In response to a recruiting crisis, the U.S. Army has spent over $100 million in 2023 to establish schools designed to help potential recruits who fail to meet academic or physical standards. The Future Soldier Preparatory Course was introduced as a solution to the worst recruiting environment in the 50-year history of the all-volunteer military, with less than a quarter of young Americans qualifying to join. The pilot program at Fort Jackson, South Carolina, saw over 6,800 recruits advance to basic training by June.
- Patricia Limbaga, a 23-year-old from Chesterfield, Virginia, was one such prospective recruit who had struggled to meet the Army’s academic and physical standards. Brig. Gen. Richard Harrison introduced her to the Future Soldier Preparatory Course.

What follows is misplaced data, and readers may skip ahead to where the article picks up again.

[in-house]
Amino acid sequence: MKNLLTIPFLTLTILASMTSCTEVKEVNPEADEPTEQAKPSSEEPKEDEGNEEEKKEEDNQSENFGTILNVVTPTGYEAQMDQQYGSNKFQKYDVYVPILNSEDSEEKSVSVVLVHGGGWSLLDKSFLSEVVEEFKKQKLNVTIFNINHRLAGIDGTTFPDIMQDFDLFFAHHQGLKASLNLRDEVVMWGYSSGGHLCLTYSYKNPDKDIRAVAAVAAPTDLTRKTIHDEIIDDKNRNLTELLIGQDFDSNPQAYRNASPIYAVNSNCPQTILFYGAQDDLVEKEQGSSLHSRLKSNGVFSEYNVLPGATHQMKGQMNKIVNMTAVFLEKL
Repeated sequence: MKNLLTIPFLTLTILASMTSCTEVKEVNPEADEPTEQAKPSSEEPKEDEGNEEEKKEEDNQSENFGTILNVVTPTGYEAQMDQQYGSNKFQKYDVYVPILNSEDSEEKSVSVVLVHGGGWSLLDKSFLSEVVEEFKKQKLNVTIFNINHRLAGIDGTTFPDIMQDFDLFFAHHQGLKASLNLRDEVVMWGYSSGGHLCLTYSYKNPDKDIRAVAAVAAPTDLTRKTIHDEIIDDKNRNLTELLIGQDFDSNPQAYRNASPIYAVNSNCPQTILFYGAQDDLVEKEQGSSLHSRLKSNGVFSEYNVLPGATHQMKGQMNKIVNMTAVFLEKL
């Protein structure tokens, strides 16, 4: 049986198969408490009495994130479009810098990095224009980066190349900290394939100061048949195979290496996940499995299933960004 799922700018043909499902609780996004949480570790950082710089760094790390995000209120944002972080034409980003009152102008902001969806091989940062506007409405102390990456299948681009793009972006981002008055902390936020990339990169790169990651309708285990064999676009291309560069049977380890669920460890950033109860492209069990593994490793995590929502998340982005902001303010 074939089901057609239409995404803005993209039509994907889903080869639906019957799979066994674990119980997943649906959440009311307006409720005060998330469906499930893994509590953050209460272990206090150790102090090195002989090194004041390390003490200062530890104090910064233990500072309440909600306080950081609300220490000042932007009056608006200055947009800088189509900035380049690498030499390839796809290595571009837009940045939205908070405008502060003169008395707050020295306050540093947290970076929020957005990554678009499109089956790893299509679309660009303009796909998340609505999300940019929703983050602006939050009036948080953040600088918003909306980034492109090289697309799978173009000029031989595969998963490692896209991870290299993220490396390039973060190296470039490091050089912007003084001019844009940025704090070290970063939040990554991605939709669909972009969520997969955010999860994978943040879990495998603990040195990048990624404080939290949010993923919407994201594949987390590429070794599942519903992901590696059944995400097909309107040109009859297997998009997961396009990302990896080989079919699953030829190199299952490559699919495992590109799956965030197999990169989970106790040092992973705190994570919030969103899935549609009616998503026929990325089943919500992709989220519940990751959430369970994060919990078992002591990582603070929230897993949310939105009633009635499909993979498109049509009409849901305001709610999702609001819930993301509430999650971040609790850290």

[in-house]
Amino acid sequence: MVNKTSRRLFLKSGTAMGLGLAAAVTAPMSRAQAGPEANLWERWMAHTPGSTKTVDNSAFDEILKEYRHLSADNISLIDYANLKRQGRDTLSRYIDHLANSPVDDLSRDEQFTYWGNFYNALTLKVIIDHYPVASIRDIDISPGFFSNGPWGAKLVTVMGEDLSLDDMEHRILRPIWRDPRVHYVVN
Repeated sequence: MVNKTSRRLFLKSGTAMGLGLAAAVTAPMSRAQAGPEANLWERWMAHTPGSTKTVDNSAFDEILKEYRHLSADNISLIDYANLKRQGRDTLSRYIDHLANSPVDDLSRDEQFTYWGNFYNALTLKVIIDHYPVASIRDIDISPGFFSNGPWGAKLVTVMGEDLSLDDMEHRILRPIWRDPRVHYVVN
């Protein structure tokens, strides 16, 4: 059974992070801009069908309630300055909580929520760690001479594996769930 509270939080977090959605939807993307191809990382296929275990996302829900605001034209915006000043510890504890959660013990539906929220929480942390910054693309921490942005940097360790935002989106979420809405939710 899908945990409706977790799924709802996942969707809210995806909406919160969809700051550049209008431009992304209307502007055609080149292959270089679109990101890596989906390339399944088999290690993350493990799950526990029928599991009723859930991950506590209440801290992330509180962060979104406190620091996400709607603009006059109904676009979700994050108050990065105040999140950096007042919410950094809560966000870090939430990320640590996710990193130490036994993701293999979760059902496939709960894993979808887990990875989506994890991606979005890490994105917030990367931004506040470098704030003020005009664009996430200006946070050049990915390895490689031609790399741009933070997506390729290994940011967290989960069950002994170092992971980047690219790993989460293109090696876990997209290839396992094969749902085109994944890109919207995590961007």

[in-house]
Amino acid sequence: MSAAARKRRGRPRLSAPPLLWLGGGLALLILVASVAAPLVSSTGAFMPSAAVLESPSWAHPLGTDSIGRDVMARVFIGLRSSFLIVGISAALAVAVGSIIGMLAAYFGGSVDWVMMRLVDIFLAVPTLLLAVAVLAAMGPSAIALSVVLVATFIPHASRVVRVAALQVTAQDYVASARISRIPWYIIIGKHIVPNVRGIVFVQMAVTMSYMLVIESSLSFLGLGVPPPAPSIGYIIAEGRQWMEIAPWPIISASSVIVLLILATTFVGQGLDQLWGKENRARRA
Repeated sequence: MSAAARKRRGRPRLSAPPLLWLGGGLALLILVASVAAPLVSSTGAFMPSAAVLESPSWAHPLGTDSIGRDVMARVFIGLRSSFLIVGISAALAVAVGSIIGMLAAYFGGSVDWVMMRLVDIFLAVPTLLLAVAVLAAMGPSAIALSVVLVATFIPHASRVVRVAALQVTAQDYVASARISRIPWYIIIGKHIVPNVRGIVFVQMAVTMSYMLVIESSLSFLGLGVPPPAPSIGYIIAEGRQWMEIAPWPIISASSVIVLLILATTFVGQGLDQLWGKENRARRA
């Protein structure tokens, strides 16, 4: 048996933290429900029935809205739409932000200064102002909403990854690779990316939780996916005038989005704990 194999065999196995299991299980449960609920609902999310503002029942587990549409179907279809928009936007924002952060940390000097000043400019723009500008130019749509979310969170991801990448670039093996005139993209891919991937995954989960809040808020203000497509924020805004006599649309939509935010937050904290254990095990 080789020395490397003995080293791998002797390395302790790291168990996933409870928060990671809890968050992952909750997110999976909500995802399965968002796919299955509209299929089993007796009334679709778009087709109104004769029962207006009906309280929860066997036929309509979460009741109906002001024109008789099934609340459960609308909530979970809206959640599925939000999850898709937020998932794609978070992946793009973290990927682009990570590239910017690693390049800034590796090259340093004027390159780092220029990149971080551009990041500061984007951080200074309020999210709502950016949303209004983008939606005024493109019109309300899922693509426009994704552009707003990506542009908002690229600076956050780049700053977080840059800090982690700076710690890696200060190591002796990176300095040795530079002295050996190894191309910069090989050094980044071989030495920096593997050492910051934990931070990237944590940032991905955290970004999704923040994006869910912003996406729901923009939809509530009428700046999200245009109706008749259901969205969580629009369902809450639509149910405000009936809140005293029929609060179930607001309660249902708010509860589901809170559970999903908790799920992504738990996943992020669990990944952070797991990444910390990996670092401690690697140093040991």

- The Army’s recruitment issues largely coincide with low unemployment rates, as more young people opt for jobs in the private sector or attend college. In February, unemployment was at its lowest mark in 54 years, and despite a slight increase, remains historically low.
- Army Secretary Christine Wormuth has expressed concerns that the Army may struggle to meet its recruitment goal of 65,000 this year. However, graduates of the preparatory course have performed well in basic training, and their attrition rate is lower than average.
- While it’s crucial to meet recruitment numbers, the Army also emphasizes the importance of maintaining academic standards, acknowledging a correlation between high test scores and successful performance of military tasks.
- Despite initial struggles, Patricia Limbaga successfully graduated from the preparatory course, losing 25 pounds and improving her military entrance exam score from 18 to 49. She is now completing advanced training to be an Army cook at Fort Gregg-Adams in Virginia.